My Rosie: A Grandmother’s Wisdom

28 January 2016
28 January 2016, Comments: 3

Being the only child of my parents lent itself to many privileges, one of which was spending quality time alone with each of my grandmothers.  If you’ve heard me talk about my grandmothers, you know I love them.  They are both named Rosie/Rosye.  For a long time I thought everyone’s grandmother was called Rosie.   They were both classy women even though they led two totally different lives.  I learned many lessons about being a lady from each of them.  My paternal Rosie was fantabulous!!! Any time she stepped out of the house, she looked amazing, even if going to clean for the family she worked years for as a housekeeper.  My maternal Rosye was just as classy.  She worked in accounting and stepped into work daily looking as if she was walking the runway.

On one sunny day, I was alone with My Rosie and we were preparing to go to North Dallas to clean a family’s home.  I’d already been lectured on wearing sandals while we were getting dressed.   She believed that wearing sandals as a child would allow your feet to grow larger because there was no restraint.  So, I was told to put on tennis shoes.  I was a little miffed at her because the tennis shoes did not match my white halter top and white shorts that I had so carefully put together.  But one thing I was not going to do was argue with her, for several reasons.  1) Because I never argued with my Rosie and 2) because we were riding with the top down on the convertible.


This was the first time I could remember her letting us ride in the car with the top down and I was ecstatic.  We get to the car and I’m getting settled in my seat.  If I had had a tail and ears, they all would have been wagging.  I was so excited.  It took me a second to realize My Rosie had stopped talking and was waiting for me to answer her.  I looked at her and said, “Excuse me.”  She said, “What are you going to put on your head?”  Now, I am thinking, “Nothing! You already made me cover up my feet! Shoot, it’s summer.  Plus, I spent three days in rollers trying to get this style so there’s no way I’m putting a hat on my head!”  However, the only thing that came out of my mouth was, “Excuse me?”  So, she launches into the second lecture of the day about being a lady. Something about ladies covering their heads when riding in a convertible to protect their style.  The entire time she’s talking, she is covering her head with this multi-colored scarf that I was afraid she was going to pass over to me.  Nope, she didn’t pass that one to me.  She reached across me into the glove compartment and pulled out another one.  “Well, I’ll be danged!” I thought. “Not only does she cover up her feet and her head, she carries extra scarves.”  Now, remember, I am not going to do anything to jeopardize this ride so I grab the scarf and mock her movements.  I let the scarf fall into a triangle and tied it ever so lightly on my head.  But I want you to know that I was upset with her!  She could tell I was bothered and reassured me that I would thank her when we reached our destination.  “You need a covering Stacy.  Even when you think you don’t, you do.”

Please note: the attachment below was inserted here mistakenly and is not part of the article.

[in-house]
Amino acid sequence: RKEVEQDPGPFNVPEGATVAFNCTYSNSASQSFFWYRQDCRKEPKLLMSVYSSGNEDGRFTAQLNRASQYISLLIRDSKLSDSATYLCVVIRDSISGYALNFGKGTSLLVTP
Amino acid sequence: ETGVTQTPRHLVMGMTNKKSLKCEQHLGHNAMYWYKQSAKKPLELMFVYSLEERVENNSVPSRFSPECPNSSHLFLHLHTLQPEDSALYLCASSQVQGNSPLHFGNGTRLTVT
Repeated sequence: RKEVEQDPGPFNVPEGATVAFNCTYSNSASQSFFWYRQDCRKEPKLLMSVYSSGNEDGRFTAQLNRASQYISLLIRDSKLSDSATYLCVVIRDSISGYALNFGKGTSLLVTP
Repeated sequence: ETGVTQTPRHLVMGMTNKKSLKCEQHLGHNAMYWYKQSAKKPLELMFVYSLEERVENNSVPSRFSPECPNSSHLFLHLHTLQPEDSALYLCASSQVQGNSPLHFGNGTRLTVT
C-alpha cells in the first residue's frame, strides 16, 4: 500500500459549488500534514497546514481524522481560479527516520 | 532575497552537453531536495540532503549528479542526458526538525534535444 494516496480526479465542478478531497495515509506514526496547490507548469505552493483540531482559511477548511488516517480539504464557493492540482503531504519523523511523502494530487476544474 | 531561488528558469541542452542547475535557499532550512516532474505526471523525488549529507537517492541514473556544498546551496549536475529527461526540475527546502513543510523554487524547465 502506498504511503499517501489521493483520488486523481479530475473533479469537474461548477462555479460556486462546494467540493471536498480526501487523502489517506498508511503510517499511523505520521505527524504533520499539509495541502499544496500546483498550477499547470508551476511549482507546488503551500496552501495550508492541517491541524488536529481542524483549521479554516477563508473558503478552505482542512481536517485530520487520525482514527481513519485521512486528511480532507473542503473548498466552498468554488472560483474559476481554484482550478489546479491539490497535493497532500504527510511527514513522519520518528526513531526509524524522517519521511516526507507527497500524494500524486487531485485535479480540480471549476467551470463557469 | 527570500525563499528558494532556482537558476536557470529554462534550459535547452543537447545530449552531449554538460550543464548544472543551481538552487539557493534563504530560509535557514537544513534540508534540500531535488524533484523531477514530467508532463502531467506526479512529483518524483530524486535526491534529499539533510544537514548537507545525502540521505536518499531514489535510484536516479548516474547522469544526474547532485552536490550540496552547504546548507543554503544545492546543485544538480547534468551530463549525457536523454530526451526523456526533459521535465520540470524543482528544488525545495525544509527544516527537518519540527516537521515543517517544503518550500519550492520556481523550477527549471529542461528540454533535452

So, I settled into the seat and soaked up the sun all the way down 75 going to North Dallas.  I must have fallen asleep because the next thing I know, we are pulling into the driveway.  I watched My Rosie remove her scarf and gawked at how nice her hair looked after she fluffed it up a little and checked herself in the mirror.  I was still leery that my hair would do the same because I recalled how it looked after a good night’s sleep with the scarves my auntie tied tight on my head and around my ears to keep it from sliding off during the night.  So, I figure, let me remove it just like her because perhaps it has to do with the flick of the wrist.  I removed it just as she had by untying it and lifting it from my head instead of yanking it off (that was the method on my overnight scarf tying which was to revive my blood vessels in the morning from sleeping in it all night).  I fluffed a little before checking the mirror and paused.  My Rosie sternly said to me, “Come on baby, I have work to do.”  I had to wait until I was in the house before I could check my hair and baby you couldn’t tell me I wasn’t Diahann Carroll when I looked at myself in that grand mirror of the entry way.   Honey Chile, as My Rosie would say, I vacuumed those rooms with flair and style that day!

My Rosie talked to me about a physical covering on that warm sunny day.  She encouraged me to trust her even when I did not understand her.  I am reminded of this story because of my experiences in talking to people about the covering Jesus provides for us in salvation.

In Isaiah 61:10 it says; 

I will greatly rejoice in the LORD; my soul shall exult in my God, for he has clothed me with the garments of salvation; he has covered me with the robe of righteousness, as a bridegroom decks himself like a priest with a beautiful headdress, and as a bride adorns herself with her jewels.

Even if we don’t understand every thing about the birth, burial, and resurrection of Jesus Christ, we need to trust God in His instructions to us.  If we embrace the covering of salvation, we will awaken with a glorified body in heaven.  And, Honey Chile, won’t that be better than riding around in a convertible and dancing in front of a mirror.  Through Jesus, we have been covered with the robe of righteousness.  As My Rosie told me on that warm sunny day,  “You need a covering Stacy.  Even when you think you don’t, you do.”

3 responses on “My Rosie: A Grandmother’s Wisdom

  1. Cheryle Lawrence says:

    What a wonderful memory and life story. It’s memories like these that you hold in your heart forever.. Your strong faith makes for wiser wisdom.

  2. Danielle Inez says:

    Such a sweet story. I love the connection to Christ you made.